If the goal is to have an nice sounding piano throughout the year, I would first recommend a client invest in a humidity control system for the piano before spending money on twice a year tunings.


That's really interesting. Which is better for a piano: a humid environment or a dry one? (I live in a very dry environment.)
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#2105987 - 06/21/13 09:55 PM Re: Do I trust this tuner? [Re: Samthetech]
Brinestone Offline
Full Member

Registered: 04/06/10
Posts: 351
Originally Posted By: Samthetech
Maybe I'm tuning with the wrong customers or in the wrong part of the country, but more than half of my customers can barely afford the lessons AND the piano. I tune for a lot of older folks, a lot of college students, a lot of young families. They have better places to be putting the money than in my pocket. I've never had anybody complain about the piano being too low. Most people couldn't tell without a reference, anyways. And a good tuner can make a piano sing no matter where they set it. As long as you set the correct temperament (and of course it is different if the piano is low) the piano will sound great. It doesn't matter if I like it or not, or if you guys like it or not, my JOB is to give the best possible service within budget.

As for all those "poor kids" who are playing on a piano that isn't at concert pitch... Does that mean that kids playing the clarinet or the saxophone are doomed? Because the clarinet and the saxophone aren't a concert pitch instrument, either.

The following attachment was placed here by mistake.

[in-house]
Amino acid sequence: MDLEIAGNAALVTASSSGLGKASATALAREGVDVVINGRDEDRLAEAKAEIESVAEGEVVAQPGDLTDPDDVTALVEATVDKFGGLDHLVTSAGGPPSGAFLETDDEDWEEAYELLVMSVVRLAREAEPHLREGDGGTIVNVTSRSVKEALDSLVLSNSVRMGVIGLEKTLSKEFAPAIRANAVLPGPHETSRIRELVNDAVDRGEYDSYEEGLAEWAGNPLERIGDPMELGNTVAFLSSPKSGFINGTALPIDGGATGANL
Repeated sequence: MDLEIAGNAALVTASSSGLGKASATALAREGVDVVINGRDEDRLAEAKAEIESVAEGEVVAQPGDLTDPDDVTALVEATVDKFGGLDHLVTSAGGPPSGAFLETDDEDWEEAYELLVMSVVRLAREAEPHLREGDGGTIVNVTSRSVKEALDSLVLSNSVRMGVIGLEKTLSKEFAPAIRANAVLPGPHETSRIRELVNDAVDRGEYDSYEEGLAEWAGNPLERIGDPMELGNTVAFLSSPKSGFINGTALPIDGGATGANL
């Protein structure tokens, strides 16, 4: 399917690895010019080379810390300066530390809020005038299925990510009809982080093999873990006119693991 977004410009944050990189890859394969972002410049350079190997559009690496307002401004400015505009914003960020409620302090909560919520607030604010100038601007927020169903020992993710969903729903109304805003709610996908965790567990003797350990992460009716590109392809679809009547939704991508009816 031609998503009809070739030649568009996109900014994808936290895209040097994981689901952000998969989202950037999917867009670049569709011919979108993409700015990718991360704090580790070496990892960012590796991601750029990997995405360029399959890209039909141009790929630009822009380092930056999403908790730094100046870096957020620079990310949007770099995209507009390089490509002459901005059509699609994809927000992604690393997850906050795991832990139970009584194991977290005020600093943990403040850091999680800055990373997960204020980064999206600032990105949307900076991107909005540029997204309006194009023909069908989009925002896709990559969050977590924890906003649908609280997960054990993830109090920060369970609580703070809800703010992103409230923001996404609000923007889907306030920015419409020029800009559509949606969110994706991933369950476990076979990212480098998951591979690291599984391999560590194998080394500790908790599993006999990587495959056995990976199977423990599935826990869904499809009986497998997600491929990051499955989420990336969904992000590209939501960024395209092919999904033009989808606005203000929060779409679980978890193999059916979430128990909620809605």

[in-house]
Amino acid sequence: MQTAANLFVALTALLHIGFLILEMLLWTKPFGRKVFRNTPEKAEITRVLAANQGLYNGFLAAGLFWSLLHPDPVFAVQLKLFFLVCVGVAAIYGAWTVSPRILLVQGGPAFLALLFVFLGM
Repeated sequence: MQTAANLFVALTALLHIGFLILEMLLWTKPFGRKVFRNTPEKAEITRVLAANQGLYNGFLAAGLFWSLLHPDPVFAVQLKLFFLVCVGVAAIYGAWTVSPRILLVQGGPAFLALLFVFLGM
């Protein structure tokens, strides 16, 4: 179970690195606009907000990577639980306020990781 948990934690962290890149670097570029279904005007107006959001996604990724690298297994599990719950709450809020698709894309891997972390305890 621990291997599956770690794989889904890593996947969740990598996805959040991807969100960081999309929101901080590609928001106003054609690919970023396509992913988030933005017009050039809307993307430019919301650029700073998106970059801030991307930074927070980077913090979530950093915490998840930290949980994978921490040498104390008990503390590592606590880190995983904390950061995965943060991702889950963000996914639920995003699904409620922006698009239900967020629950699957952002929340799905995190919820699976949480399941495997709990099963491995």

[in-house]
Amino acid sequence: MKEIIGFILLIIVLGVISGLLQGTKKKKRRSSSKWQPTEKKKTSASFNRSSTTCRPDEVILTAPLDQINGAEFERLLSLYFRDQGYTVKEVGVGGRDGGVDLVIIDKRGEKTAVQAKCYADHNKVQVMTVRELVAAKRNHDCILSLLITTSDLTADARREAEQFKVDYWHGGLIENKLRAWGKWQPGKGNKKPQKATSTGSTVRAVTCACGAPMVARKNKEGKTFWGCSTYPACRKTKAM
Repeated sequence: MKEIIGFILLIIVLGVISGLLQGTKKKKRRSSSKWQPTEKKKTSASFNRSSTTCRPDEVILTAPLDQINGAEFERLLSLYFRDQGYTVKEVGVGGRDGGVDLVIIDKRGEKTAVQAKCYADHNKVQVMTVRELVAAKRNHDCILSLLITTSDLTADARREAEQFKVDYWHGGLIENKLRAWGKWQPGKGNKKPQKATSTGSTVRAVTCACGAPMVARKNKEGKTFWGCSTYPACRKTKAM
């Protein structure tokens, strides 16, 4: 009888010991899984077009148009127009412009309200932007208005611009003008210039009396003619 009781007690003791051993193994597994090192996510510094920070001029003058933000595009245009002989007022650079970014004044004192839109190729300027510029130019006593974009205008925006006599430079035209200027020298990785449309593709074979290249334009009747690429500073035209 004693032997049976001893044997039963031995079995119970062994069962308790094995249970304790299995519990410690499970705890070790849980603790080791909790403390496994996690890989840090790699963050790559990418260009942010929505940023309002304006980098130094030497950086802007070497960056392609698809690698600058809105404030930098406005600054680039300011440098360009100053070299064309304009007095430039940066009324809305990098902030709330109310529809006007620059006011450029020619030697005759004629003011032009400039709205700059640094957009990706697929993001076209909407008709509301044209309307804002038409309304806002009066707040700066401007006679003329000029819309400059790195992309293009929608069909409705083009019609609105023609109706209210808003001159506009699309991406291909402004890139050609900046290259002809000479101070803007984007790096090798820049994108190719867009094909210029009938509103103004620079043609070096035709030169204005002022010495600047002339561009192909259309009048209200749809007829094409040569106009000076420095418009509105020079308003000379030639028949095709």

You know, I can respect this. I can also respect the "purists." There are lots of different pianists out there with different needs and different budgets, and I like that there are different types of tuners out there to meet those different needs.
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#2106031 - 06/22/13 12:47 AM Re: Do I trust this tuner? [Re: Loren D]
Samthetech Offline
Full Member

Registered: 06/11/13
Posts: 78
[quote=Loren
But at least they're aware. But I've never thought to myself "Ah, they'll never be able to tell, so...." and just tuned it low hoping no one ever notices. [/quote]

I do make sure to inform my client. My argument is merely that refusing to tune a piano low isn't fair to my clients when there are other options. I wish people would read my entire response before trying to argue against it, as I've said that already. And Bb clarinet is a "note low" compared to concert pitch, so if somebody is only playing a Bb clarinet, then what they think is a G is actually an A. That was my point with, if I tune a piano low, the kids aren't going to suffer because of it anymore than a clarinet player suffers hearing C and thinking Bb! I would never tune a piano below pitch if they are going to be playing a concert instrument with it, but otherwise people often don't care.